Over the past 4-5 years, or more like 7-8 years, new labels have emerged in an attempt to create a different value for the same coin as compared to conventional labeling. As an example, both PCGS and NGC have First Strikes, or Early Releases, or First Releases. These new labels most often have a different color, like blue for NGC Early Releases. I started to think about this last month with regard to coin values, mintages, and more importantly how a collector is impacted when he/she is building sets of like coins.
At the outset of this practice, it seemed that ER coins, or FS coins, were getting a premium price as compared to the “old Brown NGC label”. In fact, one even might consider the rush to buy and grade coins in the first 30 days, a mini panic amongst the dealers.
The most noticeable coin with these various labels has been the American Silver Eagles. Initially, it was a simple Blue ER label that emerged, and a slight premium was obtained. As we have advanced thru the next few years, more and more unique labels have surfaced, like Trolley labels and Golden Gate Bridge labels for San Francisco mint strikes; Flag and Star labels for West Point mint strikes, etc.
My first thought on this labeling (marketing) approach is that more Silver eagles will get sold, because collectors won’t know exactly which ones to buy, or won’t even appreciate the differences. This will have the effect of creating little sub categories of Silver Eagles that should boost business overall, but also create shortages in certain desired labels. This is probably good for the business as a whole.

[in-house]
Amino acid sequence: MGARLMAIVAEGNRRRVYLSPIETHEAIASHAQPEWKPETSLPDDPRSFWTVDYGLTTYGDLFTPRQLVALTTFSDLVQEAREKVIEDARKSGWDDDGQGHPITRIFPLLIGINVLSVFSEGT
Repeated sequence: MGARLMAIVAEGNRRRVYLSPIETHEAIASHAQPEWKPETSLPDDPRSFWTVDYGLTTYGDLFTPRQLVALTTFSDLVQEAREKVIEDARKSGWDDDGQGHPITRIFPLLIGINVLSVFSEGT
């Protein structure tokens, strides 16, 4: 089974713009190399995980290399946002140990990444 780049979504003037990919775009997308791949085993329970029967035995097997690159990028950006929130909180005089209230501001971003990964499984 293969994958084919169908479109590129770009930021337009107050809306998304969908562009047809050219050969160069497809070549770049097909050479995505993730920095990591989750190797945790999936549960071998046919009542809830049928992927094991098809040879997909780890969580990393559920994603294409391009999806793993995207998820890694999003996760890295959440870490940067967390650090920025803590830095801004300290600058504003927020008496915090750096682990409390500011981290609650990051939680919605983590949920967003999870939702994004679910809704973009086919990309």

This left the NGC Brown label Silver Eagle as the “step child” of Silver eagle offerings, and prices reflected that, at least initially. But not so fast……………
Those of us who collect sets of coins like Silver Eagles soon realized that we didn’t want 20 or 25 Brown labels, and then a Blue ER label in our prize collection! Coin collectors are fussy, and I know I don’t want anything but uniformity in my collection and that includes labeling! And so quickly, the NGC Brown label dipped, but came bouncing back and even is positioned as the desired label all of a sudden!
I don’t know if anyone else sees this the same way that I do, but this little subtlety is one of many in our industry that needs attention when we are buying product. I did see the Coin Vault selling a Silver Eagle MS69 collection that was mixed labels, and it seemed to me that they were being a little less than forthcoming when they were talking about, and displaying the coins in this set for sale.
So what is my point? If this type of thing matters to you (and it should from a resale perspective) make sure you know the label of each and every coin in the set that you are purchasing.
Check out all the various new labels and highly graded coins at ModernGradedCoins